By Diane Gottsman
Growing up in today’s world can be challenging because the guidelines for girls are somewhat murky. In business, women and men are expected to be treated the same, but at home some girls are still taught that “boys stand and girls stay seated” when being introduced to others. They are also taught that there are “girl handshakes and boy handshakes” and the list goes on. I hope to dispel the confusion and get parents united.
Times have changed. Your daughters will one day be running the local bank, be active in politics, be a CEO of a Fortune 500 company or heal the sick. It is imperative to give her the social tools she will need to help her along the way.
1. Stand up for all introductions.
2. Boys and girls, woman and men, should all shake with the same grip. Not too weak and not too aggressive. Practice this with your daughter.
3. Dress with respect. Too tight, too low or too revealing sends the wrong message for girls and women at any age. This not only applies to teens but to younger girls, as well. Parents must use good judgment when buying clothing for their young daughters. Just because it is in the stores or in the magazines does not mean it is appropriate.
4. In the business world, men often see the word “No” as “Not right now.” Teach your daughter to say “No” and mean “No” – to drugs, to alcohol and anything else that goes against your value system.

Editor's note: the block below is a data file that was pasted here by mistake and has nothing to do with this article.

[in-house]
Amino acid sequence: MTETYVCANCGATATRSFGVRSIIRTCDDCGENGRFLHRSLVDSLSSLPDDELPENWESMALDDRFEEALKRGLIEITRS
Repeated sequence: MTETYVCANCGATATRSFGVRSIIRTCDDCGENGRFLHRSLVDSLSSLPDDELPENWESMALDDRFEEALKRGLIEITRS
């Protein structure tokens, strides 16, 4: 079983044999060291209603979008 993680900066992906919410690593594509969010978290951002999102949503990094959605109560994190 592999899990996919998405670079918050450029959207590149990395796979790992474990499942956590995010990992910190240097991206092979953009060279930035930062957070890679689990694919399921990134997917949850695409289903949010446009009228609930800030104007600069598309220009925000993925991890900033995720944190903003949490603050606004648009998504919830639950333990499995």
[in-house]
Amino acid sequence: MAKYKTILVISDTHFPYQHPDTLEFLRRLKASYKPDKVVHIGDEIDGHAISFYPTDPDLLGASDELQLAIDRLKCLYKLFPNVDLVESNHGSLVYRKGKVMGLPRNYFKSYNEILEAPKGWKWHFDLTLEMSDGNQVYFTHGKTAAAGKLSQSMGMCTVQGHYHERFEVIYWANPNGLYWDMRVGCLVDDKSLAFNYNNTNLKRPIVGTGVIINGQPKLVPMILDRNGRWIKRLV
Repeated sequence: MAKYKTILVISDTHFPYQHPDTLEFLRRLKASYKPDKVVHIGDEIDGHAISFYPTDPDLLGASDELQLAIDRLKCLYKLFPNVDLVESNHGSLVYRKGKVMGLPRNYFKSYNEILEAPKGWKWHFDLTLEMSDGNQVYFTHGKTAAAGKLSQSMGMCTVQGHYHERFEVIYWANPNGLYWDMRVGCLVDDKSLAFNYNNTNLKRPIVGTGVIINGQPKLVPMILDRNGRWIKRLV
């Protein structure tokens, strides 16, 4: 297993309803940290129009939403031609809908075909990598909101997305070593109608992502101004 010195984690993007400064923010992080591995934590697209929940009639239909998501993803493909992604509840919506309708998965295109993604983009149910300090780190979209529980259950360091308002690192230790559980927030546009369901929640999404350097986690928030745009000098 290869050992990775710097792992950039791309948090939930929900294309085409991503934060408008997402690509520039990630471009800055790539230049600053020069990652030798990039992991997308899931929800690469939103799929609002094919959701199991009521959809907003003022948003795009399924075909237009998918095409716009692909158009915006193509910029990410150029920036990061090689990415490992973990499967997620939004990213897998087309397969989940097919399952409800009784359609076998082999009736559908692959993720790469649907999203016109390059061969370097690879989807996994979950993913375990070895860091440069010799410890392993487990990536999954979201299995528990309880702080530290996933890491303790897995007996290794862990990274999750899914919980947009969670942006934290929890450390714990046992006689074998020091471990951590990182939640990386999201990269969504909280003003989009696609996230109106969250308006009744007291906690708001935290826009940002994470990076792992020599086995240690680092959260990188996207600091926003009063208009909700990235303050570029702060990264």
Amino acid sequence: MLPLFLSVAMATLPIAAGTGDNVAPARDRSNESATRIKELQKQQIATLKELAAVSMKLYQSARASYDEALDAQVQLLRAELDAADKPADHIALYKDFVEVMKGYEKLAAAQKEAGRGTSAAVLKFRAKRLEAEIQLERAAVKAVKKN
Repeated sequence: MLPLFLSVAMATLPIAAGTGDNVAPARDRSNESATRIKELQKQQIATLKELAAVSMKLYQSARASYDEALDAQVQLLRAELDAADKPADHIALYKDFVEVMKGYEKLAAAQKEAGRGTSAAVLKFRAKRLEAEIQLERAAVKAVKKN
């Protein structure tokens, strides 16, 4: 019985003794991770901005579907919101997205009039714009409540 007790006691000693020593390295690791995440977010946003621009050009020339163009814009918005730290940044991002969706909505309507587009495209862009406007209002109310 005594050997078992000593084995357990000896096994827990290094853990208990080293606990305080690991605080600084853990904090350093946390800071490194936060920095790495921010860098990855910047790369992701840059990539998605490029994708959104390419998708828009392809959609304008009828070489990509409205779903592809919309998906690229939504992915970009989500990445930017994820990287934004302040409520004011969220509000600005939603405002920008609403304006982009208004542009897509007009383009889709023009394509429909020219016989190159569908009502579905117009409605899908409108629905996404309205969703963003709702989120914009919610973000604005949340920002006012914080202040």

5. Also, teach your daughter not to accept “No” as an answer. If she wants something in life and it is not available the first time, (think like a man) and continue to work for it, research, study and persevere. Don’t give up and don’t settle for less.
6. Select friends with like values. Parents can contribute to this effort by getting to know the parents and foster relationships with families that share your views.
7. Teach your daughter that she doesn’t have to be close friends with everyone, but she does have a responsibility to be respectful to everyone.
8. Avoid making an excuse to decline an invitation. Your daughter is not obligated to say yes to every invitation she receives. However, an RSVP requires a follow-up phone call and a request for a date requires an answer.
“Thank you for the invitation, but I am going to have to decline” is better than “Um, sorry I am out of town this weekend” and then the other person sees her out at the movies with her friends. Both are difficult, but one answer has integrity.
A few more etiquette reminders include:
• Be a good friend by not gossiping.
• Avoid using bad language, even if others are doing so.
• Verbally stand up for others if they are being wronged.
• Be attentive in class, church and at special events.
• Be a good sport – both when you lose and when you win.
• Be kind to siblings.
• Respect the views of others, even if they are different from your own.
• Avoid repeatedly correcting or criticizing others.
• Holding open the door for others if you get there first, even if it is a boy or man.
• Pay attention to how you speak. Replace “hafta” with “have to,” “doncha” with “don’t you,” “gonna” with “going to,” etc. Avoid saying “like” every other word.
These small steps are a few of the building blocks to what will become a lifetime of success and good character.
Diane Gottsman is an etiquette and protocol expert who leads programs for children and adults. She is the author of Pearls to Polish: An Etiquette Guide for Today’s Busy Woman.